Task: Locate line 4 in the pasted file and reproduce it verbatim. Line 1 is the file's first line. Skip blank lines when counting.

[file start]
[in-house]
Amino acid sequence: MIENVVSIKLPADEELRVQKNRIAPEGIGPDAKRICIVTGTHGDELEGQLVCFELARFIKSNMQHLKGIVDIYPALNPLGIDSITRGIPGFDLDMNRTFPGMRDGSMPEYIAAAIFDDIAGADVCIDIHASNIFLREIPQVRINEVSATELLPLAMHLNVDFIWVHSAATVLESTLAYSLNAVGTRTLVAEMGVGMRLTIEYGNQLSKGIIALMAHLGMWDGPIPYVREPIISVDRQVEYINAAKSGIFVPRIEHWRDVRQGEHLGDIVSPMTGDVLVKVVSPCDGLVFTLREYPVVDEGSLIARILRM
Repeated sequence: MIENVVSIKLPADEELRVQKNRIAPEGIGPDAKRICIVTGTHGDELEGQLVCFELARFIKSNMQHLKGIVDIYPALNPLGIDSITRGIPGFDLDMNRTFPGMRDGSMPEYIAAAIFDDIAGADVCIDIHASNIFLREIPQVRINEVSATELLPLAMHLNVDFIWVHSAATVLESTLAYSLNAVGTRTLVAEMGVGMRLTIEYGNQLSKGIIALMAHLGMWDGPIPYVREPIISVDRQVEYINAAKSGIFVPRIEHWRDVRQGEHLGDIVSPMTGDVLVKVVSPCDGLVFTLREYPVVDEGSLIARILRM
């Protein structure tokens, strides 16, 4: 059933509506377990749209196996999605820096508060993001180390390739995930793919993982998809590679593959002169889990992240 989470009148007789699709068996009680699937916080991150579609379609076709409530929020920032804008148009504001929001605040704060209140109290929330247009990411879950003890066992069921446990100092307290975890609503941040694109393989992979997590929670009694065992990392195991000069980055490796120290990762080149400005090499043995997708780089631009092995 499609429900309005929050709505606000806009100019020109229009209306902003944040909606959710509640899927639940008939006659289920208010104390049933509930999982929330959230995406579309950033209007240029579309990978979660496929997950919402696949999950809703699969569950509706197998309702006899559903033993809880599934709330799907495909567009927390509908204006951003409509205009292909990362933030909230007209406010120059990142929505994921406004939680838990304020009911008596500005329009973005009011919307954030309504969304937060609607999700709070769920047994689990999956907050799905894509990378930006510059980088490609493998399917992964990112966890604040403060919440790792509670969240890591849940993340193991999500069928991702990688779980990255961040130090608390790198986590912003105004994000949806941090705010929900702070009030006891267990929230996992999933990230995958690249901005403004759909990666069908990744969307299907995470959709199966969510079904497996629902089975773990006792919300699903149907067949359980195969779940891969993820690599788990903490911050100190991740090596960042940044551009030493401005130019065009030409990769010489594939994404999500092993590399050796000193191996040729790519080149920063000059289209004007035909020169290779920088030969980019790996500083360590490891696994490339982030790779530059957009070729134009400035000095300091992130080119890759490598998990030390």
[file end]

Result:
């Protein structure tokens, strides 16, 4: 059933509506377990749209196996999605820096508060993001180390390739995930793919993982998809590679593959002169889990992240 989470009148007789699709068996009680699937916080991150579609379609076709409530929020920032804008148009504001929001605040704060209140109290929330247009990411879950003890066992069921446990100092307290975890609503941040694109393989992979997590929670009694065992990392195991000069980055490796120290990762080149400005090499043995997708780089631009092995 499609429900309005929050709505606000806009100019020109229009209306902003944040909606959710509640899927639940008939006659289920208010104390049933509930999982929330959230995406579309950033209007240029579309990978979660496929997950919402696949999950809703699969569950509706197998309702006899559903033993809880599934709330799907495909567009927390509908204006951003409509205009292909990362933030909230007209406010120059990142929505994921406004939680838990304020009911008596500005329009973005009011919307954030309504969304937060609607999700709070769920047994689990999956907050799905894509990378930006510059980088490609493998399917992964990112966890604040403060919440790792509670969240890591849940993340193991999500069928991702990688779980990255961040130090608390790198986590912003105004994000949806941090705010929900702070009030006891267990929230996992999933990230995958690249901005403004759909990666069908990744969307299907995470959709199966969510079904497996629902089975773990006792919300699903149907067949359980195969779940891969993820690599788990903490911050100190991740090596960042940044551009030493401005130019065009030409990769010489594939994404999500092993590399050796000193191996040729790519080149920063000059289209004007035909020169290779920088030969980019790996500083360590490891696994490339982030790779530059957009070729134009400035000095300091992130080119890759490598998990030390």